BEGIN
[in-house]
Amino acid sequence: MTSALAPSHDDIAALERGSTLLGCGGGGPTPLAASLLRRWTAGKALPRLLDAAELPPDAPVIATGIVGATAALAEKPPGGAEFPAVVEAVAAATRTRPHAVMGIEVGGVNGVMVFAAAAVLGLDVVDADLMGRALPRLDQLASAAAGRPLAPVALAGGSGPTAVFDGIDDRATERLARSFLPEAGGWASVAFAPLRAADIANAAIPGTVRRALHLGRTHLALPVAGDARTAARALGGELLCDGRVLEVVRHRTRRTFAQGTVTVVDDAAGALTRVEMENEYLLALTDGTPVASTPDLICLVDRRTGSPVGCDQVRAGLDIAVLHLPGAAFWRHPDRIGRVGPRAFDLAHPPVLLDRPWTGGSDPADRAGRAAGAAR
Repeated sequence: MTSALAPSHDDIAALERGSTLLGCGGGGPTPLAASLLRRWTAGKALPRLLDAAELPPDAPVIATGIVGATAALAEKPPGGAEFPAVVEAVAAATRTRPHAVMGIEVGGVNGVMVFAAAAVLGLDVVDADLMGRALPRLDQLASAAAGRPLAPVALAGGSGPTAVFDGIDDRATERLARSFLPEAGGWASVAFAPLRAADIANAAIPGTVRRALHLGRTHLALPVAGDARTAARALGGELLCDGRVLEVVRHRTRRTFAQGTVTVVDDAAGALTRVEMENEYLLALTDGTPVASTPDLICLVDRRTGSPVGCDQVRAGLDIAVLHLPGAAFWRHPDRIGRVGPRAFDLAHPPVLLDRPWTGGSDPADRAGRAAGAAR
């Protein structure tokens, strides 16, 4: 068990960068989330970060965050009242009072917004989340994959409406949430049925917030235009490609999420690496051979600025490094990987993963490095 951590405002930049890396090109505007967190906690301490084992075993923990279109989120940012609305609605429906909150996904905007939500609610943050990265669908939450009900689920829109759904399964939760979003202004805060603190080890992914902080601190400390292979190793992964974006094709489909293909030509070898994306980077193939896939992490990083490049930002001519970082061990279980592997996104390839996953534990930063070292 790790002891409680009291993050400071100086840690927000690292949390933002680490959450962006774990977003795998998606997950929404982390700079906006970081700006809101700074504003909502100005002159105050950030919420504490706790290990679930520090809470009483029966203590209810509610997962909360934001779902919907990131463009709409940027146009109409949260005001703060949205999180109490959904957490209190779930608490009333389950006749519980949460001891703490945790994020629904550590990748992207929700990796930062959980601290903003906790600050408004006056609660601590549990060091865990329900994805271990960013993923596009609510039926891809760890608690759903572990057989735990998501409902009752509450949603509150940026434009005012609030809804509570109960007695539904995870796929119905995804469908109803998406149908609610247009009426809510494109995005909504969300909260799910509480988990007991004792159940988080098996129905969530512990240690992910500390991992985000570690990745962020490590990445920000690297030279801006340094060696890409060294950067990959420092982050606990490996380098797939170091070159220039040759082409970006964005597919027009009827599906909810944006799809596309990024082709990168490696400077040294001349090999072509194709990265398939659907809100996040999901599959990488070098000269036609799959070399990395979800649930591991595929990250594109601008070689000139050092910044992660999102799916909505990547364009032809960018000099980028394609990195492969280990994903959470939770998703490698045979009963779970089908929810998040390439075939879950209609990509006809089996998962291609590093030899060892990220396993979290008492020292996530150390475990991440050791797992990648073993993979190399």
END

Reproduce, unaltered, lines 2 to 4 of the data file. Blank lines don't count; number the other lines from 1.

Amino acid sequence: MTSALAPSHDDIAALERGSTLLGCGGGGPTPLAASLLRRWTAGKALPRLLDAAELPPDAPVIATGIVGATAALAEKPPGGAEFPAVVEAVAAATRTRPHAVMGIEVGGVNGVMVFAAAAVLGLDVVDADLMGRALPRLDQLASAAAGRPLAPVALAGGSGPTAVFDGIDDRATERLARSFLPEAGGWASVAFAPLRAADIANAAIPGTVRRALHLGRTHLALPVAGDARTAARALGGELLCDGRVLEVVRHRTRRTFAQGTVTVVDDAAGALTRVEMENEYLLALTDGTPVASTPDLICLVDRRTGSPVGCDQVRAGLDIAVLHLPGAAFWRHPDRIGRVGPRAFDLAHPPVLLDRPWTGGSDPADRAGRAAGAAR
Repeated sequence: MTSALAPSHDDIAALERGSTLLGCGGGGPTPLAASLLRRWTAGKALPRLLDAAELPPDAPVIATGIVGATAALAEKPPGGAEFPAVVEAVAAATRTRPHAVMGIEVGGVNGVMVFAAAAVLGLDVVDADLMGRALPRLDQLASAAAGRPLAPVALAGGSGPTAVFDGIDDRATERLARSFLPEAGGWASVAFAPLRAADIANAAIPGTVRRALHLGRTHLALPVAGDARTAARALGGELLCDGRVLEVVRHRTRRTFAQGTVTVVDDAAGALTRVEMENEYLLALTDGTPVASTPDLICLVDRRTGSPVGCDQVRAGLDIAVLHLPGAAFWRHPDRIGRVGPRAFDLAHPPVLLDRPWTGGSDPADRAGRAAGAAR
């Protein structure tokens, strides 16, 4: 068990960068989330970060965050009242009072917004989340994959409406949430049925917030235009490609999420690496051979600025490094990987993963490095 951590405002930049890396090109505007967190906690301490084992075993923990279109989120940012609305609605429906909150996904905007939500609610943050990265669908939450009900689920829109759904399964939760979003202004805060603190080890992914902080601190400390292979190793992964974006094709489909293909030509070898994306980077193939896939992490990083490049930002001519970082061990279980592997996104390839996953534990930063070292 790790002891409680009291993050400071100086840690927000690292949390933002680490959450962006774990977003795998998606997950929404982390700079906006970081700006809101700074504003909502100005002159105050950030919420504490706790290990679930520090809470009483029966203590209810509610997962909360934001779902919907990131463009709409940027146009109409949260005001703060949205999180109490959904957490209190779930608490009333389950006749519980949460001891703490945790994020629904550590990748992207929700990796930062959980601290903003906790600050408004006056609660601590549990060091865990329900994805271990960013993923596009609510039926891809760890608690759903572990057989735990998501409902009752509450949603509150940026434009005012609030809804509570109960007695539904995870796929119905995804469908109803998406149908609610247009009426809510494109995005909504969300909260799910509480988990007991004792159940988080098996129905969530512990240690992910500390991992985000570690990745962020490590990445920000690297030279801006340094060696890409060294950067990959420092982050606990490996380098797939170091070159220039040759082409970006964005597919027009009827599906909810944006799809596309990024082709990168490696400077040294001349090999072509194709990265398939659907809100996040999901599959990488070098000269036609799959070399990395979800649930591991595929990250594109601008070689000139050092910044992660999102799916909505990547364009032809960018000099980028394609990195492969280990994903959470939770998703490698045979009963779970089908929810998040390439075939879950209609990509006809089996998962291609590093030899060892990220396993979290008492020292996530150390475990991440050791797992990648073993993979190399």